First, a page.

I Am, I Am, I Am: Seventeen Brushes with Death (Hardcover)
Not quite a memoir, not quite a collection of essays, Maggie O’Farrell’s I Am, I Am, I Am is a group of personal narratives recounting the times when her life edged dangerously close to death. The subtitle, “Seventeen Brushes with Death,” is powerful in itself, but even more so when you read what she experienced.
Each chapter begins with an illustration of a symbolic body part and the year of its occurrence. In “Neck,” O’Farrell, on a solo hike in 1990, fends off a man she chances upon in the woods. Later she reads that he was a serial killer who strangled his victims. Why was she spared and the others not? In “Lungs,” she’s with a group of friends on a summer night in 1988. She’s 16 and wants something, anything, to happen. Sitting on a harbor wall almost 50 feet above a turning tide, she impulsively jumps. Having battled a bout of often-deadly encephalitis in childhood, she’d been left with spatial recognition challenges, which meant she couldn’t sense the surface of the water and almost drowned. But she survived, as she does. As we do. Because how many times have we acted in a similarly foolish way and come out on the winning side, ignoring the threats everywhere because of our need to overlook the danger?
Inspired to write this for her daughter who is burdened with an auto-immune disorder, I Am, I Am, I Am defies categorization. Intensely personal yet somehow universal–and observing every detail, emotion, and vulnerability–O’Farrell presents a thorough appreciation of life by showing it can change in an instant.
Sarah's review first appeared on 89.1 KMUW. You can listen to the review HERE.— Sarah Bagby
February 2018 Indie Next List
“Maggie O'Farrell's memoir left me breathless and heart-sore. There were times I literally had a fist to my own heart in sympathy. The encounters told according to each limb or organ is a genius device; it is as though each distinct part of her body had its own voice and wanted my sole attention. Even the spaces of years between each event were full of meaning and nuance. This is one of the most mesmerizing memoirs I have ever read. The breadth and scope of Maggie's 17 brushes with death left me gasping for air, and her strong voice is indelible: There is no victim here, and life is to be treasured but not treated too delicately.”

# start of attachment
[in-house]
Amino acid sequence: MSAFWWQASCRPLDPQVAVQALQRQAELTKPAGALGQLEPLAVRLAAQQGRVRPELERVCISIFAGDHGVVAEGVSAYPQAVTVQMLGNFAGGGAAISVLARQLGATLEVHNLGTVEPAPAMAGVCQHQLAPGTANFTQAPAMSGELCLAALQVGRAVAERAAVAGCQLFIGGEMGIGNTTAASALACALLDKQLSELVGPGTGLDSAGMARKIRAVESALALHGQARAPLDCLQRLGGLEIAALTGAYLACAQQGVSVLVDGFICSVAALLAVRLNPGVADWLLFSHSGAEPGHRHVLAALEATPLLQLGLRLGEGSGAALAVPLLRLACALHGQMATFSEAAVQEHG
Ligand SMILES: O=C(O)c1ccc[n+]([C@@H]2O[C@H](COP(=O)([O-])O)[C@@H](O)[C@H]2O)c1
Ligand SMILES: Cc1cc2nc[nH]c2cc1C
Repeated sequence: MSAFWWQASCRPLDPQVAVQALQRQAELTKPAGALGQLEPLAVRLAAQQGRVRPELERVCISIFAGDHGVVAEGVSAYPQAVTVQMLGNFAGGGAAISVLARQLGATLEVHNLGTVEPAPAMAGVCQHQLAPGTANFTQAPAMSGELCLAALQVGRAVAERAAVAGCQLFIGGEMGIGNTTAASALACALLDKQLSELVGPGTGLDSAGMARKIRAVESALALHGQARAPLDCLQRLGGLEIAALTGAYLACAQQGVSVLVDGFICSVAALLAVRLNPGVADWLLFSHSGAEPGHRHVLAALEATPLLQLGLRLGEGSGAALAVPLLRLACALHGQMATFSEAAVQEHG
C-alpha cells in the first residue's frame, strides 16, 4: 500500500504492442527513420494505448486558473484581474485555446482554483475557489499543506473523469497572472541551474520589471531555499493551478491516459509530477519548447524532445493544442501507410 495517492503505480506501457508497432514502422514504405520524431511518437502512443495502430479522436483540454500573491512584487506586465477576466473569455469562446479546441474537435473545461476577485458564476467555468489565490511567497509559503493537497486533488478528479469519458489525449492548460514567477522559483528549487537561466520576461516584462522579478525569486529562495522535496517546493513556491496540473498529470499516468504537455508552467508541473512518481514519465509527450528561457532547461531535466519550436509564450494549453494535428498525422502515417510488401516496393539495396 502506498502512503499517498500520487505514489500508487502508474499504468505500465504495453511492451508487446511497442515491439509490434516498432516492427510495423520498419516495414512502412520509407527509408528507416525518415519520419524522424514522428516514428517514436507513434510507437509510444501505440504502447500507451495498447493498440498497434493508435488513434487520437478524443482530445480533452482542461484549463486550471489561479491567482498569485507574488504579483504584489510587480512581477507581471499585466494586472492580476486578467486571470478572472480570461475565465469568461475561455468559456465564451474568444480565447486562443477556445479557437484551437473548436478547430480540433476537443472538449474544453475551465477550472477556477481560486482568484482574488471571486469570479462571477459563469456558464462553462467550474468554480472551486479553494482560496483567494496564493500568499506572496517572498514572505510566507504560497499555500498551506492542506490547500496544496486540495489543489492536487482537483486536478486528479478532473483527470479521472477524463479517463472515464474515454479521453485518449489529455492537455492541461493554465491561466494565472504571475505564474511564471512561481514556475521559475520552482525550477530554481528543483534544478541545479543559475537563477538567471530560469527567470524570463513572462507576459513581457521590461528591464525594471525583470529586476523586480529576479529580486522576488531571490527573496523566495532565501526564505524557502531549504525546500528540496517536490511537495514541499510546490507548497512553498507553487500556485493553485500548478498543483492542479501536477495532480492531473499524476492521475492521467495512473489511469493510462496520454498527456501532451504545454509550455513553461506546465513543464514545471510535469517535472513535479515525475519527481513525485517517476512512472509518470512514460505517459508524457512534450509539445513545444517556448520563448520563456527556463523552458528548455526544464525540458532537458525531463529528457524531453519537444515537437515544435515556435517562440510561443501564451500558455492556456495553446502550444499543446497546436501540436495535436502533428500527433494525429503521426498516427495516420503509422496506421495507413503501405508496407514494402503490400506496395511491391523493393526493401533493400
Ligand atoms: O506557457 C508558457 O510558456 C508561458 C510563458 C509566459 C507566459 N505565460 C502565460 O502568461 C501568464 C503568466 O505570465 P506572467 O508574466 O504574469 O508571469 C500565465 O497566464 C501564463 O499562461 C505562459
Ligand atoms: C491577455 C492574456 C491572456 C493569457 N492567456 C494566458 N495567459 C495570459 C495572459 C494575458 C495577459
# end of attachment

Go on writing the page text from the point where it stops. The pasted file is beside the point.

— Maeve Noonan, Northshire Bookstore Saratoga, Saratoga Springs, NY
"I Am I Am I Am is a gripping and glorious investigation of death that leaves the reader feeling breathless, grateful, and fully alive. Maggie O'Farrell is a miracle in every sense. I will never forget this book."
--Ann Patchett An extraordinary memoir--told entirely in near-death experiences--from one of Britain's best-selling novelists, for fans of Wild, When Breath Becomes Air, and The Year of Magical Thinking. We are never closer to life than when we brush up against the possibility of death. I Am, I Am, I Am is Maggie O'Farrell's astonishing memoir of the near-death experiences that have punctuated and defined her life. The childhood illness that left her bedridden for a year, which she was not expected to survive. A teenage yearning to escape that nearly ended in disaster. An encounter with a disturbed man on a remote path. And, most terrifying of all, an ongoing, daily struggle to protect her daughter--for whom this book was written--from a condition that leaves her unimaginably vulnerable to life's myriad dangers.
Seventeen discrete encounters with Maggie at different ages, in different locations, reveal a whole life in a series of tense, visceral snapshots. In taut prose that vibrates with electricity and restrained emotion, O'Farrell captures the perils running just beneath the surface, and illuminates the preciousness, beauty, and mysteries of life itself.
About the Author
Born in Northern Ireland in 1972, MAGGIE O'FARRELL grew up in Wales and Scotland and now lives in London. She has worked as a waitress, chambermaid, bike messenger, teacher, arts administrator, and journalist in Hong Kong and London, and as the deputy literary editor of The Independent on Sunday. Her debut novel, After You'd Gone (2000) won a Betty Trask Award and was followed by My Lover's Lover (2002); The Distance Between Us (2004), winner of a Somerset Maugham Award; The Vanishing Act of Esme Lennox (2006); The Hand That First Held Mine (2010), winner of the Costa Novel Award; Instructions for a Heatwave (2013), and, most recently, This Must Be the Place (2016).